Monday, 21 May, 2007

Mizoram’s Jews – the lost tribe of Israel

It has been a long-standing contention of a section of Mizos that the people of Mizoram are descendants of the Menashe, one of the lost tribes of Israel. But the claims were quashed several times by Israel where, by the law of return, anyone with proof of Jewish roots can go and settle. It is difficult to ignore the similarities. Till the early 20th century, (when they were converted from head hunters to Christianity by missionaries), the Mizos sacrificed animals on a hillock to Pathian (Jehova) at a sacrificial altar on which a cross, similar to David’s star, was drawn. The Jewish Sabbath starts when the stars appear on a Friday evening and ends with the same on a Saturday evening. During the Cawngpuisial, Mizo villagers are restricted from going out of the village and strangers from entering it, after the stars appear on a Friday. The curfew is lifted on Saturday only after the stars appear. Even the burial rituals are similar. Mizos have a symbolic circumcision ceremony in which no actual cuts are made, a festival similar to Passover in which they eat unleavened bread.

One organisation that backs these Mizo claims, is the Israeli Jewish group Amishav, which has a permanent mission in Mizoram to assist Mizos practising Judaism. In the last 20 years more than 800 have migrated to the Jewish homeland, swapping thatched villages in the steamy tropical hills of North East India for concrete settlements on the West Bank and Gaza or service in the Israeli Defence Force. Right-wing Jewish groups have mostly welcomed them, but some left-wing Israelis question their fervour to return; reasoning that Israel’s comparatively higher standard of living attracts the Mizos. Allenby Sela, principal of the Amishav Hebrew Center in Aizawl, who was one of the 900 Mizos to convert to Judaism and settle down in the Gaza Strip, scoffs in disbelief. He returned to Mizoram to make his people aware of their history. “Faith can’t be proved through blood tests, it is a spiritual thing. Israel recognised the Black Jews of Ethiopia and the Fallasahs of South Africa as lost tribes without any tests (a Y-chromosome genetic marker is found across the Jewish diaspora). Although people from perhaps 100 countries settled in Israel since it was founded, they have not been asked to prove their race scientifically, This is nonsense. We believe firmly in our faith and our roots. “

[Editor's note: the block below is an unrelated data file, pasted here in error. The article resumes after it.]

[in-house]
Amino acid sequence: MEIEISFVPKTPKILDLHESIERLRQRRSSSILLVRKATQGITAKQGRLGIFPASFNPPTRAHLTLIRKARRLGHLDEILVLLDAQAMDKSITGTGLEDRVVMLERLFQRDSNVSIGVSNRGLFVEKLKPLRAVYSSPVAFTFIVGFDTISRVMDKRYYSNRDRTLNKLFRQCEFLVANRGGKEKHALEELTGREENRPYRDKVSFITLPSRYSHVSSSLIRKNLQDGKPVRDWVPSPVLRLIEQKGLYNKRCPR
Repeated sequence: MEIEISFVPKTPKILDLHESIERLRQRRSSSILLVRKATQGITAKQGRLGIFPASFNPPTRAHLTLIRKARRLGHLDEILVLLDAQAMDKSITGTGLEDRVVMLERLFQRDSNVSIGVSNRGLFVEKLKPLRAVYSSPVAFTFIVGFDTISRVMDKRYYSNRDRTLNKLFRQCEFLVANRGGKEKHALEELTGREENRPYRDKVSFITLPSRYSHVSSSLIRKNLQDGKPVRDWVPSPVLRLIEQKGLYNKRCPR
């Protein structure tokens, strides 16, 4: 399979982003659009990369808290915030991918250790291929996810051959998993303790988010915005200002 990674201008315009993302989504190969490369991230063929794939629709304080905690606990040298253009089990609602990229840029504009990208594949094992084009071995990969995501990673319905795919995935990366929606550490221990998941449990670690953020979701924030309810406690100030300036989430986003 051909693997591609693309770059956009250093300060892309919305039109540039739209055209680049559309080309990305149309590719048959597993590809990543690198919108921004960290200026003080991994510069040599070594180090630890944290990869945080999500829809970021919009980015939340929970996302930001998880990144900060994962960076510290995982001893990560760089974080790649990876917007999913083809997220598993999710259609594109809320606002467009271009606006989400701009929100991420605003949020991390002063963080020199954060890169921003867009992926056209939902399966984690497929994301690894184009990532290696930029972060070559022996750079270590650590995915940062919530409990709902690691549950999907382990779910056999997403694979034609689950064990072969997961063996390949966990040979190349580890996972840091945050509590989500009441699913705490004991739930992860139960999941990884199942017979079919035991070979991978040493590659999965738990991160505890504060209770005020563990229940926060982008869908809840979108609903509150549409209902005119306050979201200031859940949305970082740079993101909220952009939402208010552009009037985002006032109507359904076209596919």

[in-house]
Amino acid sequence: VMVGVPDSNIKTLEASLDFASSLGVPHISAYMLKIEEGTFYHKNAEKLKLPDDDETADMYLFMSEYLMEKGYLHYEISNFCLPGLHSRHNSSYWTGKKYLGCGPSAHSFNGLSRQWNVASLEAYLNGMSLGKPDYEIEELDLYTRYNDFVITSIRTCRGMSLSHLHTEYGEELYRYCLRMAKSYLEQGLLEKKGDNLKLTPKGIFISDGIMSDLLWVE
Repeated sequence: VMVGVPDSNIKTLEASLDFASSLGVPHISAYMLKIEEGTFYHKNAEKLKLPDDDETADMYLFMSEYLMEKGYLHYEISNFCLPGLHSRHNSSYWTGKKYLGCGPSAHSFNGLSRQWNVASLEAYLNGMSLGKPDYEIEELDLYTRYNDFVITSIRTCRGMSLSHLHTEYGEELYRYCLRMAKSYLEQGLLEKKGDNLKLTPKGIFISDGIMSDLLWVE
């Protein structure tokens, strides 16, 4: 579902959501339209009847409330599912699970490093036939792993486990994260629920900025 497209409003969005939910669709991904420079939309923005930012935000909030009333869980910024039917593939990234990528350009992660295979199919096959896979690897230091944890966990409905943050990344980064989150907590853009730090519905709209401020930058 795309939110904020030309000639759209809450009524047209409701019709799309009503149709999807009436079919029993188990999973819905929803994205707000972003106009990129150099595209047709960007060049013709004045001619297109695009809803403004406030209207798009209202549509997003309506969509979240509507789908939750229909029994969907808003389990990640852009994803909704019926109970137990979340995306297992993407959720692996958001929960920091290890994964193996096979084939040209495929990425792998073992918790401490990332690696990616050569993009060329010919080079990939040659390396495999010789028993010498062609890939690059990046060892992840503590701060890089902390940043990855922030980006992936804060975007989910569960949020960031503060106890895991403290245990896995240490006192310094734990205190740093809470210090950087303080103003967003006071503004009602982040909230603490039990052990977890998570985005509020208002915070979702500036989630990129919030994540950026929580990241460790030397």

Fortunately, a recent DNA study has validated the claim. Bhaswar Maity, a research scholar at the Central Forensic Science Laboratory, Kolkata, confirmed their Jewish descent. There are also historical pointers to this claim. Zaithanchhungi, a scholar studying the Mizo claim for over 20 years, is convinced that all Mizos are descendants of the Menashe. “The Menashe were enslaved by the Assyrians and taken to Assyria when Jerusalem fell and migrated to Afghanistan. During Alexander’s invasion they were driven through Kashmir and the Tibet plateau into the Chhinlung region of China and only entered Mizoram about 300 years ago via Thailand, Laos, Vietnam and Burma.”

A stroll through Aizawl’s streets with signs like Moses Snack Centre, Nazareth Medical, Israel Stores, Zion Street shows how well assimilated they are. Intermarriages are quite common. The Jewish area in Aizawl, boasts a couple of synagogues, where Mizo men wearing skull caps and orthodox Jewish clothes stitched at Zion Tailors pray. Some got themselves circumcised without anaesthetic to demonstrate their fervour. . All Jew children learn Hebrew; either at the Holy Land High School or through correspondence courses. It has not been easy. The Indian security forces are suspicious of the motives and loyalties of the Mizo Jews in a sensitive border region. No kosher meat is available and pork is the much relished staple among 90% of the local population which is Christian, and treats Judaism more like a passing fad. But the Mizo Jews know otherwise. “The Torah (the Jewish Bible) prophesised that there shall be one Holy Land in the west and one in the east. If you include all the Chhinlung people of Jewish descent spread over Mizoram, Manipur and Burma, you will find the prophecy has come true” says a Jewish man awaiting his visa to the Promised Land.

Rachana Rana Bhattacharya
(Charkha Features)

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